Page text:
ELLIOTT: While the fresher water means you can now catch bass and redfish in the same place, it also means other species are being pushed closer to the Gulf - oysters, dolphins and brown shrimp. And that's what's drawing opposition from local governments. St. Bernard and Plaquemines Parishes, where the big river diversions are planned, have both voted to oppose them. St. Bernard council member Kerri Callais says the promise of building 21 square miles of land over 50 years is not a good trade-off for their economy.

KERRI CALLAIS: We don't think it's worth losing our industry, our culture, our heritage. You know, it's about the people that have been here for generations, and, you know, it's what makes us who we are.

ELLIOTT: The diversions are pending approvals from state and federal regulators. If permits move forward, Callais says opposition groups are ready to sue to stop them. There's got to be a better solution, says Plaquemines councilman Richie Blink. He operates ecotours in the Mississippi River Delta and says the system is on life support and needs the diversions. But Blink says the state should do more to help displaced workers adapt.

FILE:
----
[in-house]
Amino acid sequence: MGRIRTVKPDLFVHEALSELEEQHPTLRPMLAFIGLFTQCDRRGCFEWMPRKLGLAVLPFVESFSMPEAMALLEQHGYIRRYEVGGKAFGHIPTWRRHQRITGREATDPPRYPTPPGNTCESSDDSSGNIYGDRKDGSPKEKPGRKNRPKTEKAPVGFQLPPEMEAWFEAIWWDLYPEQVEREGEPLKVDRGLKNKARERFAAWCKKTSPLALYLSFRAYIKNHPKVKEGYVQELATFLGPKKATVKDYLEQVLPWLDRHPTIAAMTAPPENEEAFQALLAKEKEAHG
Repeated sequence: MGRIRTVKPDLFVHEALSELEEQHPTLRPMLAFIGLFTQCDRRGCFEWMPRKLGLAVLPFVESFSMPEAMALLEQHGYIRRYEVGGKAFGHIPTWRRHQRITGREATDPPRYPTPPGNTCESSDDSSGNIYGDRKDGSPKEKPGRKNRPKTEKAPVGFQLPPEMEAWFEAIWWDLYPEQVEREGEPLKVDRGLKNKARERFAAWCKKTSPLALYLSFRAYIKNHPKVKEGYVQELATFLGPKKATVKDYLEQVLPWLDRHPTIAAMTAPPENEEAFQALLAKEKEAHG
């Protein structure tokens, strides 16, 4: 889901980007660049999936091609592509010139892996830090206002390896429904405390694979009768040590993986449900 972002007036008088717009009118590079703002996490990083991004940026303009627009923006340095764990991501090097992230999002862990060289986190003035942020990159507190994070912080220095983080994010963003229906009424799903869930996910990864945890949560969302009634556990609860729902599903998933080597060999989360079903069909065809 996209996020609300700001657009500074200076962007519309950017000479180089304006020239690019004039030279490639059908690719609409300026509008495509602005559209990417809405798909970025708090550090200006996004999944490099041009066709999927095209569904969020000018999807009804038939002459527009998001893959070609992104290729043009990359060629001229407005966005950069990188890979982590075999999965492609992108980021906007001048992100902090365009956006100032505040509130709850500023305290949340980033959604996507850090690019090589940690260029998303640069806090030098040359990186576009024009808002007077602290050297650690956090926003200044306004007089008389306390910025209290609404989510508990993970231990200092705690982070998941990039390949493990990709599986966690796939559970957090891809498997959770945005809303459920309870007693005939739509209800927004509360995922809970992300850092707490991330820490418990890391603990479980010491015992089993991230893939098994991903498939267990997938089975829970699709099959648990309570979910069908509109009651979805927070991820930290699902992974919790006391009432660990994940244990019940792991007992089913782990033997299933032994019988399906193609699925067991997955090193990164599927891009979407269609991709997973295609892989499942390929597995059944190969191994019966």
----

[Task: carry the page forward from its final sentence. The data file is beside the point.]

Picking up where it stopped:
RICHIE BLINK: I think the people here need to be open-minded and willing to accept that we live in a delta. And it's a very dynamic place, and it changes. And we need to change along with it if we're going to survive in this place. Also, we need to have a state government that is open-eared and open-minded and willing to hear the pleas of the people and help us change along with the ecosystem.

ELLIOTT: Blink says Plaquemines Parish has already lost nearly half of its land area, so the question of adapting is an existential one.

Debbie Elliott, NPR News, Plaquemines Parish, La.

(SOUNDBITE OF MUSIC) Transcript provided by NPR, Copyright NPR.

NPR National Correspondent Debbie Elliott can be heard telling stories from her native South. She covers the latest news and politics, and is attuned to the region's rich culture and history.